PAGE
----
International Literacy Association Daily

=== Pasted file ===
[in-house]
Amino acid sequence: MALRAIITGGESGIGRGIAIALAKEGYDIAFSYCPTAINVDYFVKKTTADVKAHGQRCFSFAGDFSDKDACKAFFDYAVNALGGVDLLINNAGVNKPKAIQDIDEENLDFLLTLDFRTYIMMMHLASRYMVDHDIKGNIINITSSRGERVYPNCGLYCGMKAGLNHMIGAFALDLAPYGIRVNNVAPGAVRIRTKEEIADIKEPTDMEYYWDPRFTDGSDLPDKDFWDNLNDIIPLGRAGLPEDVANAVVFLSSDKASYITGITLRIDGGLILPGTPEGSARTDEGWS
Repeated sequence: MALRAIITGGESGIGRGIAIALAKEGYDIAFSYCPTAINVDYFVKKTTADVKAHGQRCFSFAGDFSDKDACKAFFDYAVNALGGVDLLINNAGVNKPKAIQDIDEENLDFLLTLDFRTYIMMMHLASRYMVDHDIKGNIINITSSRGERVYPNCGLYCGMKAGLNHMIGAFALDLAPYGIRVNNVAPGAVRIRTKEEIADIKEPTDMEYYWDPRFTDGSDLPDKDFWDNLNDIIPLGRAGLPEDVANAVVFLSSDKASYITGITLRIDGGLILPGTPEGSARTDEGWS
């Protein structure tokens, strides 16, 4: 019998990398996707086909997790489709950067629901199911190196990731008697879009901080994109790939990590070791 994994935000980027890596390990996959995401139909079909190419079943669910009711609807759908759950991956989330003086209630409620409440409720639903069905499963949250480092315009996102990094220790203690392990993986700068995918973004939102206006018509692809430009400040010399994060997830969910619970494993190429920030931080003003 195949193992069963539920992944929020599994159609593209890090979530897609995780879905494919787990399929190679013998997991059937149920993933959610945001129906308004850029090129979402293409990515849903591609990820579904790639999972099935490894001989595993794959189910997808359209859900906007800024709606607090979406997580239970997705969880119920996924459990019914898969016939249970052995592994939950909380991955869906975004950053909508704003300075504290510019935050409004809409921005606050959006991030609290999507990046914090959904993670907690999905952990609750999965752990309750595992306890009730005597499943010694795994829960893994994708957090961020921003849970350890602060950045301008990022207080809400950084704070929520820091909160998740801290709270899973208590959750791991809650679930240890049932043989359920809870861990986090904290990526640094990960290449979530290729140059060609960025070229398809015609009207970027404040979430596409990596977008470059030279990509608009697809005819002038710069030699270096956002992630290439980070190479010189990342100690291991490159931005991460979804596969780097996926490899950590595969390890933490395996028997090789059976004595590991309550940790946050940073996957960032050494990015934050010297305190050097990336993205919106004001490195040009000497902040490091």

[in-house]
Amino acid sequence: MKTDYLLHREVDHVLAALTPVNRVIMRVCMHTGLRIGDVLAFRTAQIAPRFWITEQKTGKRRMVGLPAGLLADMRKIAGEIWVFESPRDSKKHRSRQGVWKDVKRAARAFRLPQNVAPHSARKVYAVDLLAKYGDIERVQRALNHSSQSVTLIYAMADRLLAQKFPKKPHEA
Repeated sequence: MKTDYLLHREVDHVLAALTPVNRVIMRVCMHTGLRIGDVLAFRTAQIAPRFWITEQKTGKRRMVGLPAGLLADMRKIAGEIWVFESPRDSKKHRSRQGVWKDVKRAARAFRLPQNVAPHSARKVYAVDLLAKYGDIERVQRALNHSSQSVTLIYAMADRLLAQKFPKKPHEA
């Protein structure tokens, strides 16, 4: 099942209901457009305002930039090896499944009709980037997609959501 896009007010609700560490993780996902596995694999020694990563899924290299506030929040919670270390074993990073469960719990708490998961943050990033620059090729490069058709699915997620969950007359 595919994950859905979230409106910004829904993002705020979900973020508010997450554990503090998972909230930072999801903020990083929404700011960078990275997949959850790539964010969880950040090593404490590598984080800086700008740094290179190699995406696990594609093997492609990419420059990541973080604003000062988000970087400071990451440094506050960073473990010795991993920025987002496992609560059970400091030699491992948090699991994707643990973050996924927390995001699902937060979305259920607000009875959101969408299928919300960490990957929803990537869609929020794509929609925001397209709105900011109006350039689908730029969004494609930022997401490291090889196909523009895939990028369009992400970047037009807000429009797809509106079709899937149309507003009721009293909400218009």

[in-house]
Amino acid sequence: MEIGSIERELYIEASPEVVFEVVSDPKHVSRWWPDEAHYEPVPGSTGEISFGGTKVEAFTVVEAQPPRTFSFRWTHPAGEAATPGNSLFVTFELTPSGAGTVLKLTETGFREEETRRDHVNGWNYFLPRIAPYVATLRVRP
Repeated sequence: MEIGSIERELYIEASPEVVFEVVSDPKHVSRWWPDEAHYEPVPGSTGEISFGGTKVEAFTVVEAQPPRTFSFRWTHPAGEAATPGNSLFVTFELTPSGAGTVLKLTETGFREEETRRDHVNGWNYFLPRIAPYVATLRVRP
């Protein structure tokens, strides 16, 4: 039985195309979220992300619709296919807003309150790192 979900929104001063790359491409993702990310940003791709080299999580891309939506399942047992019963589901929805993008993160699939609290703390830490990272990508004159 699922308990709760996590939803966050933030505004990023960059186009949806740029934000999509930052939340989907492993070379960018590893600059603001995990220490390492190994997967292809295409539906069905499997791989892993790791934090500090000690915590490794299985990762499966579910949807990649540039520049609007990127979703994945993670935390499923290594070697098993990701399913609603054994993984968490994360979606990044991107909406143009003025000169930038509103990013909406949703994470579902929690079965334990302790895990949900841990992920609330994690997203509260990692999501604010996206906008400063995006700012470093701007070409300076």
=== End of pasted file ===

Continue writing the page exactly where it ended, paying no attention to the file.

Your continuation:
Last week, a group of students, parents, and advocacy organizations (CADRE and Fathers & Families of San Joaquin) filed a class action lawsuit against California, alleging that the state is not fulfilling its constitutional duty to provide a basic education for every student. The plaintiffs are current and former students and teachers at La Salle Avenue Elementary School, Van Buren Elementary School, and the charter school Children of Promise Preparatory Academy—three of the lowest performing schools in the United States. The lawsuit points a finger at the state’s own recommendations to improve literacy, outlined in a 2012 report commissioned by the state superintendent and state board of education president. According to the civil action, the state has not adopted or implemented an adequate plan based on those suggestions, and therefore failed to intervene on behalf of low-performing students. Public Counsel filed a similar lawsuit on behalf of students in Detroit schools last year. These cases raises an overdue and important argument about the relationship of literacy to citizenship: “Is it possible to be a participating member of society without the ability to read and write?” If you asked Paul Boyd-Batstone, professor and chair of the Department of Teacher Education at California State University, Long Beach, he would answer with an emphatic “no.” He believes literacy is the common thread binding all curricular areas—when that thread starts to unravel, it disrupts all other learning.